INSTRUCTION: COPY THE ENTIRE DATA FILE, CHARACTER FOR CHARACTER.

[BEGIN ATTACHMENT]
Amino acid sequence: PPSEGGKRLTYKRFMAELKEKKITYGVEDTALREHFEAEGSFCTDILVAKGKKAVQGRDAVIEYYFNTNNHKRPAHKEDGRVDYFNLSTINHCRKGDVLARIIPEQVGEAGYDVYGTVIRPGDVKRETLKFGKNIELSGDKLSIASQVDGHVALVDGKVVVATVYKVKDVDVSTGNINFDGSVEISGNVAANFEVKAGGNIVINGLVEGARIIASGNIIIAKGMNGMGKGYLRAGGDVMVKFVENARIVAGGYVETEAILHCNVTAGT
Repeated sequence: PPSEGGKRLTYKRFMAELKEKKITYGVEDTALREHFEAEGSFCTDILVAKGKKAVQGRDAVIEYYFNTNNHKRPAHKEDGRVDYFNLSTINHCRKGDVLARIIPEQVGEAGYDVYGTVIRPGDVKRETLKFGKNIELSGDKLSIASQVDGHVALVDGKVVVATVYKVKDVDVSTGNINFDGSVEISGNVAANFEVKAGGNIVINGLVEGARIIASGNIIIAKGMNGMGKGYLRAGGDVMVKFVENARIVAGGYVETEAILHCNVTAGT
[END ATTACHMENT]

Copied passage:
Amino acid sequence: PPSEGGKRLTYKRFMAELKEKKITYGVEDTALREHFEAEGSFCTDILVAKGKKAVQGRDAVIEYYFNTNNHKRPAHKEDGRVDYFNLSTINHCRKGDVLARIIPEQVGEAGYDVYGTVIRPGDVKRETLKFGKNIELSGDKLSIASQVDGHVALVDGKVVVATVYKVKDVDVSTGNINFDGSVEISGNVAANFEVKAGGNIVINGLVEGARIIASGNIIIAKGMNGMGKGYLRAGGDVMVKFVENARIVAGGYVETEAILHCNVTAGT
Repeated sequence: PPSEGGKRLTYKRFMAELKEKKITYGVEDTALREHFEAEGSFCTDILVAKGKKAVQGRDAVIEYYFNTNNHKRPAHKEDGRVDYFNLSTINHCRKGDVLARIIPEQVGEAGYDVYGTVIRPGDVKRETLKFGKNIELSGDKLSIASQVDGHVALVDGKVVVATVYKVKDVDVSTGNINFDGSVEISGNVAANFEVKAGGNIVINGLVEGARIIASGNIIIAKGMNGMGKGYLRAGGDVMVKFVENARIVAGGYVETEAILHCNVTAGT